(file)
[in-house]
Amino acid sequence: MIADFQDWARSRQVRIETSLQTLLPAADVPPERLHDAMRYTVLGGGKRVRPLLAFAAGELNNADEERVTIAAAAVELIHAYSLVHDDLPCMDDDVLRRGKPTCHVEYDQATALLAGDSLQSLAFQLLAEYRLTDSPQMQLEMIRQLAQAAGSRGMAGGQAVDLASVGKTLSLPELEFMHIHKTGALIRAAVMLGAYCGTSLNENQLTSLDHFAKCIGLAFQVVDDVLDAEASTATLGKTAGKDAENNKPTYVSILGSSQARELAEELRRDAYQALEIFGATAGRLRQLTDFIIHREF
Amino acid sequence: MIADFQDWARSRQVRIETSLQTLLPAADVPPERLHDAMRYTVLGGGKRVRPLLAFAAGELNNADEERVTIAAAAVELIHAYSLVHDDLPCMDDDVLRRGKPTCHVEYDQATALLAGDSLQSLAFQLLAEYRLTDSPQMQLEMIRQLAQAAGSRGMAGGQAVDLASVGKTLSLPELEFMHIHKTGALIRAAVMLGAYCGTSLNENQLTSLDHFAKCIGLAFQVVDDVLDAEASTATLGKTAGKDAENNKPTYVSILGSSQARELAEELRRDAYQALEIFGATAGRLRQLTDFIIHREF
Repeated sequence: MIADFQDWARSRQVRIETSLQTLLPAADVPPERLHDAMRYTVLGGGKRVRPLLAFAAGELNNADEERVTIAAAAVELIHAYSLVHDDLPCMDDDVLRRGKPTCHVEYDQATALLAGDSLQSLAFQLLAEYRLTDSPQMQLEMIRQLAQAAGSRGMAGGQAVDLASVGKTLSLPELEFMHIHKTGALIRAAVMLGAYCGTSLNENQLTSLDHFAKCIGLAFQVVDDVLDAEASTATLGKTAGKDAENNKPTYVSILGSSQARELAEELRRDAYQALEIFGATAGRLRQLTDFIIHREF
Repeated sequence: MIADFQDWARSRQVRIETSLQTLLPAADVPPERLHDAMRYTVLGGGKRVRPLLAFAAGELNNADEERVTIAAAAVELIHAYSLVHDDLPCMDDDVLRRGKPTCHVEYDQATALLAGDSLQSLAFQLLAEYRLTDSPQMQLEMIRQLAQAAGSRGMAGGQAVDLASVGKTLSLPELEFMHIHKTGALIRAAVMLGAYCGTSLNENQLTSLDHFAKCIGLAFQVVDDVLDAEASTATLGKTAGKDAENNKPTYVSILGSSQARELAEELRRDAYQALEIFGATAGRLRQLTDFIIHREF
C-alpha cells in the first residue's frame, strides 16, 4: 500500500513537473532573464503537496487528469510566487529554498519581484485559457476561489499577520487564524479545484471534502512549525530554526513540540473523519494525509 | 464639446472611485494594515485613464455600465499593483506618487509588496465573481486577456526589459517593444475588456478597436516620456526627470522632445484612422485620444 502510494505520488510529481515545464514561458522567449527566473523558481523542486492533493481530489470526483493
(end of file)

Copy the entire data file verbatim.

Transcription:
[in-house]
Amino acid sequence: MIADFQDWARSRQVRIETSLQTLLPAADVPPERLHDAMRYTVLGGGKRVRPLLAFAAGELNNADEERVTIAAAAVELIHAYSLVHDDLPCMDDDVLRRGKPTCHVEYDQATALLAGDSLQSLAFQLLAEYRLTDSPQMQLEMIRQLAQAAGSRGMAGGQAVDLASVGKTLSLPELEFMHIHKTGALIRAAVMLGAYCGTSLNENQLTSLDHFAKCIGLAFQVVDDVLDAEASTATLGKTAGKDAENNKPTYVSILGSSQARELAEELRRDAYQALEIFGATAGRLRQLTDFIIHREF
Amino acid sequence: MIADFQDWARSRQVRIETSLQTLLPAADVPPERLHDAMRYTVLGGGKRVRPLLAFAAGELNNADEERVTIAAAAVELIHAYSLVHDDLPCMDDDVLRRGKPTCHVEYDQATALLAGDSLQSLAFQLLAEYRLTDSPQMQLEMIRQLAQAAGSRGMAGGQAVDLASVGKTLSLPELEFMHIHKTGALIRAAVMLGAYCGTSLNENQLTSLDHFAKCIGLAFQVVDDVLDAEASTATLGKTAGKDAENNKPTYVSILGSSQARELAEELRRDAYQALEIFGATAGRLRQLTDFIIHREF
Repeated sequence: MIADFQDWARSRQVRIETSLQTLLPAADVPPERLHDAMRYTVLGGGKRVRPLLAFAAGELNNADEERVTIAAAAVELIHAYSLVHDDLPCMDDDVLRRGKPTCHVEYDQATALLAGDSLQSLAFQLLAEYRLTDSPQMQLEMIRQLAQAAGSRGMAGGQAVDLASVGKTLSLPELEFMHIHKTGALIRAAVMLGAYCGTSLNENQLTSLDHFAKCIGLAFQVVDDVLDAEASTATLGKTAGKDAENNKPTYVSILGSSQARELAEELRRDAYQALEIFGATAGRLRQLTDFIIHREF
Repeated sequence: MIADFQDWARSRQVRIETSLQTLLPAADVPPERLHDAMRYTVLGGGKRVRPLLAFAAGELNNADEERVTIAAAAVELIHAYSLVHDDLPCMDDDVLRRGKPTCHVEYDQATALLAGDSLQSLAFQLLAEYRLTDSPQMQLEMIRQLAQAAGSRGMAGGQAVDLASVGKTLSLPELEFMHIHKTGALIRAAVMLGAYCGTSLNENQLTSLDHFAKCIGLAFQVVDDVLDAEASTATLGKTAGKDAENNKPTYVSILGSSQARELAEELRRDAYQALEIFGATAGRLRQLTDFIIHREF
C-alpha cells in the first residue's frame, strides 16, 4: 500500500513537473532573464503537496487528469510566487529554498519581484485559457476561489499577520487564524479545484471534502512549525530554526513540540473523519494525509 | 464639446472611485494594515485613464455600465499593483506618487509588496465573481486577456526589459517593444475588456478597436516620456526627470522632445484612422485620444 502510494505520488510529481515545464514561458522567449527566473523558481523542486492533493481530489470526483493